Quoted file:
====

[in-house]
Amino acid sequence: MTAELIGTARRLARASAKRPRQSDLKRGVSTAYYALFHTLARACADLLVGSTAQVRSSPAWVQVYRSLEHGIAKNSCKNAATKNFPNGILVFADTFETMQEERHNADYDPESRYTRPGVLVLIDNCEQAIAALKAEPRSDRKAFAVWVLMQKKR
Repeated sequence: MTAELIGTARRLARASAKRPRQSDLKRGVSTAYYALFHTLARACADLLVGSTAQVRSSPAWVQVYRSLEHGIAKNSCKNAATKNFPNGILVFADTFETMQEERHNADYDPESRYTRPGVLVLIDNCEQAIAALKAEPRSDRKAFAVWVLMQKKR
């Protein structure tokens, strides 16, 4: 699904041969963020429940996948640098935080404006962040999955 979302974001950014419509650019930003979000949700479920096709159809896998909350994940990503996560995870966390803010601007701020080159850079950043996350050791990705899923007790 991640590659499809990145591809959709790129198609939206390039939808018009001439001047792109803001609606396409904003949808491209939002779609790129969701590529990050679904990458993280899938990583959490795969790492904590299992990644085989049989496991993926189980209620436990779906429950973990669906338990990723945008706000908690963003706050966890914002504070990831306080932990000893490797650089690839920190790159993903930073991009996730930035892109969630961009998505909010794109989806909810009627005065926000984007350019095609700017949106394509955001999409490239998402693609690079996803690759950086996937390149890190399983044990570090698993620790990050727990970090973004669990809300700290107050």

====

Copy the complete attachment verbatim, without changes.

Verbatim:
[in-house]
Amino acid sequence: MTAELIGTARRLARASAKRPRQSDLKRGVSTAYYALFHTLARACADLLVGSTAQVRSSPAWVQVYRSLEHGIAKNSCKNAATKNFPNGILVFADTFETMQEERHNADYDPESRYTRPGVLVLIDNCEQAIAALKAEPRSDRKAFAVWVLMQKKR
Repeated sequence: MTAELIGTARRLARASAKRPRQSDLKRGVSTAYYALFHTLARACADLLVGSTAQVRSSPAWVQVYRSLEHGIAKNSCKNAATKNFPNGILVFADTFETMQEERHNADYDPESRYTRPGVLVLIDNCEQAIAALKAEPRSDRKAFAVWVLMQKKR
């Protein structure tokens, strides 16, 4: 699904041969963020429940996948640098935080404006962040999955 979302974001950014419509650019930003979000949700479920096709159809896998909350994940990503996560995870966390803010601007701020080159850079950043996350050791990705899923007790 991640590659499809990145591809959709790129198609939206390039939808018009001439001047792109803001609606396409904003949808491209939002779609790129969701590529990050679904990458993280899938990583959490795969790492904590299992990644085989049989496991993926189980209620436990779906429950973990669906338990990723945008706000908690963003706050966890914002504070990831306080932990000893490797650089690839920190790159993903930073991009996730930035892109969630961009998505909010794109989806909810009627005065926000984007350019095609700017949106394509955001999409490239998402693609690079996803690759950086996937390149890190399983044990570090698993620790990050727990970090973004669990809300700290107050």